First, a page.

The reasons why people choose to become vegetarians are probably as numerous as the numbers of vegetarians themselves, but they could be generally be grouped under three headings: Ethics, Health and the Environment.
Many people turn to vegetarianism because they have been sickened by some of the practices of intensive farming, the battery farming of chickens being a prime example. While for some organic and free range meat production provide an answer to their moral dilemmas, for others all exploitation of animals, no matter how well they are treated during their lifetimes, is quite simply wrong. This is the modern equivalent of the 'abstinence from beings with a soul' of the ancient Greeks mentioned earlier.
The principle underlying the practice of vegetarianism in ancient India was subtly different, though no less pertinent to vegetarians today. The guiding principle here was known as 'ahisma', roughly translated as the avoidance of doing harm or non-violence. It is the principle that lies behind much Hindu and Buddhist thought in many fields, not just diet. The 'satyagraha', or non-violent civil disobedience of Gandhi, for example, was firmly rooted in this principle, which aims ultimately at nothing less than breaking forever the world's cycle of violence and destruction.
With regards to vegetarianism and health, once again attitudes have been transformed from the days when it was widely held that 'it's your meat that makes you bonnie'! It is now known not only that a vegetarian diet is viable and capable of providing all the body's nutritional needs, but that it does so with lower levels of saturated fats and cholesterol and significantly higher levels of fibre and antioxidants. Studies have shown that vegetarians tend to have lower body mass index, lower blood pressure and less incidence of heart disease, type 2 diabetes, osteoporosis and certain forms of dementia and cancer. The better general health and greater longevity of southern relative to northern Europe has long been noted, even within a single country, such as Italy when we compare the population south of the Alps, brought up on olive oil and fresh fruit and vegetables, with those of the north who are reliant more on butter and other animal based fats. That being the case in Italy, it is surely not difficult to see the health benefits a vegetarian diet might bring in Scotland - a country in which, as F Marian McNeill, the doyenne of Scottish cookery writers, once noted, the general population do not eat vegetables unless they are in soup.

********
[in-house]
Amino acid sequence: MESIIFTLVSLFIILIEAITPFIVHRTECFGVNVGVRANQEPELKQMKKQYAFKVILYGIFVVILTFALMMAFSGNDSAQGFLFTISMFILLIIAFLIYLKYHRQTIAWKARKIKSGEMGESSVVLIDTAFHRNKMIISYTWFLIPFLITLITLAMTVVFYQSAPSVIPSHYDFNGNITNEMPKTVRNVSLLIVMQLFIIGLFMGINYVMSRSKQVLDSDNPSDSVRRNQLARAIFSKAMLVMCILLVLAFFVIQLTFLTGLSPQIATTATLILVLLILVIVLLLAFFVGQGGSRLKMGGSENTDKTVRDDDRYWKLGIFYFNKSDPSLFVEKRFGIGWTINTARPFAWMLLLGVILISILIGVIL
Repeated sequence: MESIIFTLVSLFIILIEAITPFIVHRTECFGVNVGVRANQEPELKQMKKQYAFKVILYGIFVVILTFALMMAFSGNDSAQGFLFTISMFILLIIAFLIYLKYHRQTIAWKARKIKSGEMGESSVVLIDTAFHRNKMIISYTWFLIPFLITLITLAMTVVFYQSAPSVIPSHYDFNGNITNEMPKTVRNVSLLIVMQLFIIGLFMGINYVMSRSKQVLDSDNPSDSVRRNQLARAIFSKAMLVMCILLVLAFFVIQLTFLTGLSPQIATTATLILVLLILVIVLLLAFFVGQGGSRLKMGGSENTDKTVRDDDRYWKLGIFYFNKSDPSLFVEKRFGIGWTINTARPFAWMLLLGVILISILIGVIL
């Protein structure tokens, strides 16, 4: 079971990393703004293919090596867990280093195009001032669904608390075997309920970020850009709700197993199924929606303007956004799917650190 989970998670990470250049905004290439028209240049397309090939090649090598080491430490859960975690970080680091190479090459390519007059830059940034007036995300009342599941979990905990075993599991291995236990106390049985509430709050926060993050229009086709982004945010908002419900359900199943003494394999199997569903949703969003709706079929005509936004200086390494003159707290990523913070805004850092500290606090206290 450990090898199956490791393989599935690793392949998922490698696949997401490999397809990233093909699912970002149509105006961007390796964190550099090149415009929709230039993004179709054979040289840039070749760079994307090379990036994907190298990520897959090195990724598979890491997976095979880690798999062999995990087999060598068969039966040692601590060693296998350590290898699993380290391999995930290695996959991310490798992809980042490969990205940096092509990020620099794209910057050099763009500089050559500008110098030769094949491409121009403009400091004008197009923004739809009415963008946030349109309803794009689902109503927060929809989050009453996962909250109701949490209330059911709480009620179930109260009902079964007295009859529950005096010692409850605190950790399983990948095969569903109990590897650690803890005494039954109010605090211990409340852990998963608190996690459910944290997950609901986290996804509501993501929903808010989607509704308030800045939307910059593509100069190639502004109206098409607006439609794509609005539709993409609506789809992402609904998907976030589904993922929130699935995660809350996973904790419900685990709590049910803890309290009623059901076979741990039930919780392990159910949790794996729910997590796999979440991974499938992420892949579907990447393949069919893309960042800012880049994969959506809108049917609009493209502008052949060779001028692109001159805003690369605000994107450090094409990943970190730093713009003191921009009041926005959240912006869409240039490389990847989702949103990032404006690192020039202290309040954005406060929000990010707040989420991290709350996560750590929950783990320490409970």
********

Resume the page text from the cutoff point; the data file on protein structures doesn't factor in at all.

Another reason for the upsurge in vegetarianism in the past few decades has been the rise in environmental concerns which have accompanied it. There are of course lies, damned lies and statistics: nonetheless reputable studies in recent years have suggested, among other things, that emissions from meat production account for 18% of the world's greenhouse gases; and that the same volume of crops could support ten times the number of people on a vegetarian diet than meat eaters. When a UN report concludes that the livestock sector is one of the top three contributors to the most serious environmental problems we face, little wonder many people are reassessing their dietary habits.
Before we get too serious about all this though, it is worth thinking about one other reason why so many people are now taking to vegetarianism: because the food is so delicious. Towards the beginning of the last century the noted vegetarian George Bernard Shaw received an invitation to the Vegetarian Society's annual dinner. He turned it down flat, claiming that the idea of two thousand people all crunching celery at the same time simply appalled him. Well, vegetarian cookery in this country today has come a long way from crunching celery, having embraced the most wonderful dishes from right around the globe. In fact vegetarianism today is so far from the hair shirted Puritanism of old that a recent customer survey at Henderson's revealed that less than 10% of the regulars were actually vegetarian - the rest just loved the food!